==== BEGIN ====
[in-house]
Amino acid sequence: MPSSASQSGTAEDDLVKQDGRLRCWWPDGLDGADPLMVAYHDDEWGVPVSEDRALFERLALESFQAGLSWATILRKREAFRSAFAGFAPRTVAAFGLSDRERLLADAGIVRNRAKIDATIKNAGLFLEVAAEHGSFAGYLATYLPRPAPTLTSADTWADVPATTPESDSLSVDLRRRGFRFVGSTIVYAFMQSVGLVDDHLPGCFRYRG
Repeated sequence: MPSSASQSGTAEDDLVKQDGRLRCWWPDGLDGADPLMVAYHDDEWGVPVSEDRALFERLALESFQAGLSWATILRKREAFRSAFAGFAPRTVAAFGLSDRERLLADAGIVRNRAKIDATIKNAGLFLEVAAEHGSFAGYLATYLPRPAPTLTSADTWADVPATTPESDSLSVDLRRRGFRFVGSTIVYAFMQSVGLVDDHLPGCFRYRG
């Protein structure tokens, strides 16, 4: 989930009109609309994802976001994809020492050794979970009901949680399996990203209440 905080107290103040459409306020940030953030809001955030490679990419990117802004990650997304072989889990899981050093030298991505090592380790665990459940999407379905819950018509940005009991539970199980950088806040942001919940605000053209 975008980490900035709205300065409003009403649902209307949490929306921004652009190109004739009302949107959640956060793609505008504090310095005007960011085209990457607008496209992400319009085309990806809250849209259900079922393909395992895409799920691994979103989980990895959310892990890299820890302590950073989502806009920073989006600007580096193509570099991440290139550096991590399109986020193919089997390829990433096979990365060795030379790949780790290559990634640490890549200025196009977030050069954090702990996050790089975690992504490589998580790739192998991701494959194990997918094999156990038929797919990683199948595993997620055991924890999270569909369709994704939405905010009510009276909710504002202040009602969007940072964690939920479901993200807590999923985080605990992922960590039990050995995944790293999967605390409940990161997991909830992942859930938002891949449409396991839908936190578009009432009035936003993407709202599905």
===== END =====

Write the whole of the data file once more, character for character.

[in-house]
Amino acid sequence: MPSSASQSGTAEDDLVKQDGRLRCWWPDGLDGADPLMVAYHDDEWGVPVSEDRALFERLALESFQAGLSWATILRKREAFRSAFAGFAPRTVAAFGLSDRERLLADAGIVRNRAKIDATIKNAGLFLEVAAEHGSFAGYLATYLPRPAPTLTSADTWADVPATTPESDSLSVDLRRRGFRFVGSTIVYAFMQSVGLVDDHLPGCFRYRG
Repeated sequence: MPSSASQSGTAEDDLVKQDGRLRCWWPDGLDGADPLMVAYHDDEWGVPVSEDRALFERLALESFQAGLSWATILRKREAFRSAFAGFAPRTVAAFGLSDRERLLADAGIVRNRAKIDATIKNAGLFLEVAAEHGSFAGYLATYLPRPAPTLTSADTWADVPATTPESDSLSVDLRRRGFRFVGSTIVYAFMQSVGLVDDHLPGCFRYRG
């Protein structure tokens, strides 16, 4: 989930009109609309994802976001994809020492050794979970009901949680399996990203209440 905080107290103040459409306020940030953030809001955030490679990419990117802004990650997304072989889990899981050093030298991505090592380790665990459940999407379905819950018509940005009991539970199980950088806040942001919940605000053209 975008980490900035709205300065409003009403649902209307949490929306921004652009190109004739009302949107959640956060793609505008504090310095005007960011085209990457607008496209992400319009085309990806809250849209259900079922393909395992895409799920691994979103989980990895959310892990890299820890302590950073989502806009920073989006600007580096193509570099991440290139550096991590399109986020193919089997390829990433096979990365060795030379790949780790290559990634640490890549200025196009977030050069954090702990996050790089975690992504490589998580790739192998991701494959194990997918094999156990038929797919990683199948595993997620055991924890999270569909369709994704939405905010009510009276909710504002202040009602969007940072964690939920479901993200807590999923985080605990992922960590039990050995995944790293999967605390409940990161997991909830992942859930938002891949449409396991839908936190578009009432009035936003993407709202599905």